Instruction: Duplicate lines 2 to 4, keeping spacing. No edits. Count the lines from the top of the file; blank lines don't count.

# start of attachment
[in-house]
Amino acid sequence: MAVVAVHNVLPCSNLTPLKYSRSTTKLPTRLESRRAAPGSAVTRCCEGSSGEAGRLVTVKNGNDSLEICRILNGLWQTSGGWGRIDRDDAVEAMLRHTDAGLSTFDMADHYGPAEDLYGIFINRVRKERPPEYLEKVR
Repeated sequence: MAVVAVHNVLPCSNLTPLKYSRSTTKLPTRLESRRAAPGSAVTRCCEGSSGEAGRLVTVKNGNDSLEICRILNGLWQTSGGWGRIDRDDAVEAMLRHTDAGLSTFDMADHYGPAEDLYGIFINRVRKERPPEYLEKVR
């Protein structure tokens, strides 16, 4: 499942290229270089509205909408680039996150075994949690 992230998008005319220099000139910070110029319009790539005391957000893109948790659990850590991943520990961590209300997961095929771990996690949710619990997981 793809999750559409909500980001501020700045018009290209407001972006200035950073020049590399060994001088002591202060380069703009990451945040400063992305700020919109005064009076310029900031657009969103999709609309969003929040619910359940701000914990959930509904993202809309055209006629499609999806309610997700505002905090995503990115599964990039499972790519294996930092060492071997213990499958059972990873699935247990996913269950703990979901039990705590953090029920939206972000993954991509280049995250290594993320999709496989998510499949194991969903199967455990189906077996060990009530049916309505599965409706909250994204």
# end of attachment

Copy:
Amino acid sequence: MAVVAVHNVLPCSNLTPLKYSRSTTKLPTRLESRRAAPGSAVTRCCEGSSGEAGRLVTVKNGNDSLEICRILNGLWQTSGGWGRIDRDDAVEAMLRHTDAGLSTFDMADHYGPAEDLYGIFINRVRKERPPEYLEKVR
Repeated sequence: MAVVAVHNVLPCSNLTPLKYSRSTTKLPTRLESRRAAPGSAVTRCCEGSSGEAGRLVTVKNGNDSLEICRILNGLWQTSGGWGRIDRDDAVEAMLRHTDAGLSTFDMADHYGPAEDLYGIFINRVRKERPPEYLEKVR
């Protein structure tokens, strides 16, 4: 499942290229270089509205909408680039996150075994949690 992230998008005319220099000139910070110029319009790539005391957000893109948790659990850590991943520990961590209300997961095929771990996690949710619990997981 793809999750559409909500980001501020700045018009290209407001972006200035950073020049590399060994001088002591202060380069703009990451945040400063992305700020919109005064009076310029900031657009969103999709609309969003929040619910359940701000914990959930509904993202809309055209006629499609999806309610997700505002905090995503990115599964990039499972790519294996930092060492071997213990499958059972990873699935247990996913269950703990979901039990705590953090029920939206972000993954991509280049995250290594993320999709496989998510499949194991969903199967455990189906077996060990009530049916309505599965409706909250994204």